The state's right and ability to censor vanity plates is vague territory. When the Cal Berkeley football team was knocked out of the running for the Rose Bowl (many say unjustly), fan Paul Lewis ordered a plate online which said "IH8 BCS" ("I hate the Bowl Championship Series"). The initial order was processed and accepted, but when Lewis went to pick up his plates, he was told by the DMW that he couldn't have them, because of the "H8."
Ironically, Lewis didn't intend to use the plates for his everyday driving.
"I was going to drive with them for a day, or save them for football season, but then eventually give them to Cal football," he said.
Lewis appealed in a letter to Sacramento, explaining that because the BCS wasn't a person, his plate shouldn't qualify as "hate speech," and that educational scholarships were lost as a result of Cal's contested elimination. He's still waiting to hear back. In the meantime, Lewis sold T-shirts featuring a mock-up of the plate — and donated all the profits to Cal Berkeley's athletics department.
REAL MONEY, REAL CRAZIES
Car-crazy California issued its first personalized plate in late 1970. As of July 2007, there are over 1.4 million such plates on California roads. During that time, the state has raised more than 1 billion dollars from vanity plate sales, according to the DMV. Nationwide, vanity plates can cost anywhere from $10 to $65 per year, depending on the state. California calls them "environmental plates," because it uses the revenue to fund programs that preserve and protect the environment, such as the purchase of land for preserves, studies of endangered species and public education.
The U.S. doesn't hold a monopoly on being plate-crazy, though. In February 2005, a Hong Kong man, wearing a mask to protect his identity, paid HK$7.1 million — then $910,000 — for a license plate which said, simply, "12." Why would anyone pay that much for a license plate? Because the number, when pronounced in Cantonese, sounds like "certainly easy."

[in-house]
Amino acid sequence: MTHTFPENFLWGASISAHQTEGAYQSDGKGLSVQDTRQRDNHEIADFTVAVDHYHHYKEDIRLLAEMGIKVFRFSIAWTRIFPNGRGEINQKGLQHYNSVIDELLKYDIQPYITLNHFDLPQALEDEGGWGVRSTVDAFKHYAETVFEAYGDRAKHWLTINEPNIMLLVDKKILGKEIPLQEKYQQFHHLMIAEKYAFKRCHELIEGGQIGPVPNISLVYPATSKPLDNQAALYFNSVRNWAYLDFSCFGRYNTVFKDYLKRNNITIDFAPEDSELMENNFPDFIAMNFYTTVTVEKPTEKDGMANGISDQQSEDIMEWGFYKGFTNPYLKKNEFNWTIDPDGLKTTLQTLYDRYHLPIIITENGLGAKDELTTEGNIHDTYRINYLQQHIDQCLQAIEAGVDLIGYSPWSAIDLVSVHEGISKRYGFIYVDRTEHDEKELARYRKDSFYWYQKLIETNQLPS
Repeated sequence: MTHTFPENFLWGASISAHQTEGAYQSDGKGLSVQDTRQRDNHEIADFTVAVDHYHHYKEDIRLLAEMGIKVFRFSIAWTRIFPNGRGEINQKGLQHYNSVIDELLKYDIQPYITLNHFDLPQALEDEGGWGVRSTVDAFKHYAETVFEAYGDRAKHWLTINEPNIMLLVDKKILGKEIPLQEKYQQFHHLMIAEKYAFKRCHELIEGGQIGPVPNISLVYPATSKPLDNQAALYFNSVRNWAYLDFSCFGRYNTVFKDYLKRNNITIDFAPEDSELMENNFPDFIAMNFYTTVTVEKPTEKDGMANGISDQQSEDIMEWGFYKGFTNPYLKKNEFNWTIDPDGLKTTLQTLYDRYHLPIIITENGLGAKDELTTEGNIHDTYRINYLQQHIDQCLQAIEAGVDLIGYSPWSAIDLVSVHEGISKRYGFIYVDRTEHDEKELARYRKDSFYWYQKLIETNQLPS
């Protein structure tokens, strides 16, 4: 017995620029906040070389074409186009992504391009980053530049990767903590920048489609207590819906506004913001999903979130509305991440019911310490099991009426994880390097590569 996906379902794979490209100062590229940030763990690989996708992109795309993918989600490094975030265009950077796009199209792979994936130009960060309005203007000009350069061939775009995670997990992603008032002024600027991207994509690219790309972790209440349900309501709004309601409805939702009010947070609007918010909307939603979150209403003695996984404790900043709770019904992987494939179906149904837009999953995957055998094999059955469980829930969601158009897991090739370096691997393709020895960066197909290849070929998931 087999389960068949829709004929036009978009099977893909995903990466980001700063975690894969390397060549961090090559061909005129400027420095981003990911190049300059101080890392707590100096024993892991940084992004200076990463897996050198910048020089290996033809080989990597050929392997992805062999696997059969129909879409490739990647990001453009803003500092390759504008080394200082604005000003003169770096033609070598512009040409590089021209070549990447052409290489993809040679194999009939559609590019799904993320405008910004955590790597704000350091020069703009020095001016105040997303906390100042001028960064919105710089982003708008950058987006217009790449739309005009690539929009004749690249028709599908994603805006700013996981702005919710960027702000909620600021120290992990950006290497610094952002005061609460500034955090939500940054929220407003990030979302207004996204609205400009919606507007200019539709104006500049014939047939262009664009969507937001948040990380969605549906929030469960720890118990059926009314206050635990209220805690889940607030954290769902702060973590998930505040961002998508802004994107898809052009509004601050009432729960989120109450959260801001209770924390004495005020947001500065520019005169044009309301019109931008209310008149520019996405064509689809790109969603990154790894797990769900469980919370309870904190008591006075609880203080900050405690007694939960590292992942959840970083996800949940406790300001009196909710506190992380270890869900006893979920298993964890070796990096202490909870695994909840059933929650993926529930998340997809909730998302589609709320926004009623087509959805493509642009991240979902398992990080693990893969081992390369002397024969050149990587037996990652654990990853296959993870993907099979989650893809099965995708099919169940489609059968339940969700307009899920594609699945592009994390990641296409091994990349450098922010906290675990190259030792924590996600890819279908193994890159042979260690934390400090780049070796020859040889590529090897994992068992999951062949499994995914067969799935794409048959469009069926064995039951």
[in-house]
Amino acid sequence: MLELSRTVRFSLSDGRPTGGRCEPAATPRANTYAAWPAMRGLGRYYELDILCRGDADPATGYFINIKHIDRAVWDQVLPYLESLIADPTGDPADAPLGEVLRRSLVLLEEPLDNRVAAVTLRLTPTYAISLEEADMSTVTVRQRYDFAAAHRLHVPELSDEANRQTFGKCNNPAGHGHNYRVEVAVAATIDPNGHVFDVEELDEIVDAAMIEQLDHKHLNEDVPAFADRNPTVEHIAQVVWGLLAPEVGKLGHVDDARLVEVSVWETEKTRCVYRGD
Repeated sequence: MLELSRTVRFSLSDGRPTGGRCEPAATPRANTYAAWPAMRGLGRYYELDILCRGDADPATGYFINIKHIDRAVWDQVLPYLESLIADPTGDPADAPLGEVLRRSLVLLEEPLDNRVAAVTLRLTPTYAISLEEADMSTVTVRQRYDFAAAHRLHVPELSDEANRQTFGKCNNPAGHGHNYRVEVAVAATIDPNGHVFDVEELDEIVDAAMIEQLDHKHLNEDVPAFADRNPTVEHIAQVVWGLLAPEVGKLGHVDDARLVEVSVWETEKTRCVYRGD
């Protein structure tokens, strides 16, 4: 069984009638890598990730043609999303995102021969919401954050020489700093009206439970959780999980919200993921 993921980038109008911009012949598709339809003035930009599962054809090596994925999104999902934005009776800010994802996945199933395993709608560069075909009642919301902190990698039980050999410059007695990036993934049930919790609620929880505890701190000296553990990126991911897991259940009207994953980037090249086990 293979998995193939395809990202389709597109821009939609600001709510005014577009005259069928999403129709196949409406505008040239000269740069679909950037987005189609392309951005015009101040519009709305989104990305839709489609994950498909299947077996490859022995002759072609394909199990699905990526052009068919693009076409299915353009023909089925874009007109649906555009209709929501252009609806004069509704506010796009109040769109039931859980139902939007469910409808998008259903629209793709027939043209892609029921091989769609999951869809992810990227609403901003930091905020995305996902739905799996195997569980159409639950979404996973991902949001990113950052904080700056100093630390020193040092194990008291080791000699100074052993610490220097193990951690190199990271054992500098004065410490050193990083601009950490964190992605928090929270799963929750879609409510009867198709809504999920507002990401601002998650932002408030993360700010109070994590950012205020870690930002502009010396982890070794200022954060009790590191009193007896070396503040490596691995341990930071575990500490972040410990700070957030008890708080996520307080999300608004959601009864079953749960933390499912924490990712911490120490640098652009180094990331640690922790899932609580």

But $910,000 wasn't even close to the highest price ever paid for a vanity plate in Hong Kong. In 1994, business magnate Albert Yeung paid HK$13 million (US$4 million) for the number nine, which sounds like "everlasting" in Cantonese. Yes, 4 million. Which makes one wonder: What's up with these guys?
One man is capitalizing on the plate craze without buying or selling a single plate. Richard Barnett has just launched Great Plate Exchange, an online forum where users can purchase or sell active vanity plates, similar to an eBay auction. Barnett gets a small fee for listing the plate, and a commission on the transaction. Once a deal is struck, he links the parties to the appropriate DMV to make the legal transfer. Although there are only a handful of plates on the site so far, the concept is one that could take off once enthusiasts discover it.
Like other hobbyists, plate enthusiasts buy, sell and trade plates on eBay and any number of plate-specific sites, such as PL8S.com. This includes not only vanity plates, but rare plates, plates for a certain color or type of car, and plates from all 50 states. A member of the Automobile License Plate Collectors Association (ALPCA) built an incredible Web site, "License Plates of the World", which illustrates plates from every corner of the planet, as well as special-issue military plates and U.N.-issued plates. ALPCA has just issued its own book, A Moving History — 50 Years of ALPCA, 100 Years of License Plates, to celebrate its golden anniversary.
One of Edmunds.com's own programmers, David Haber, developed CALPL8S to highlight his collection. He notes that, unlike some other hobbies, plate collecting appeals to both young and old.
"You see them all the time: kids play games, spot states on license plates on long trips and get little plates with their name on them for their bicycles," said Haber. "I've always been interested in plates, and about six years ago I discovered other collectors sold plates on eBay. Before then I had never considered they were something you could collect."
Haber's car sports a creative plate that includes a symbol of a hand, one of four symbols available for use in California. It reads, "G(hand)DALF," for Gandalf the wizard, of Lord of the Rings fame. Other available symbols are a star, a plus sign and a heart, leading to all sorts of imaginative combinations.
If you enjoy the challenge, you can find a way to express just about any opinion or passion in a vanity plate. The rest of the world will enjoy laughing at what you said — or puzzling over what you meant.
You can find your state's DMW office here: http://www.onlinedmv.com/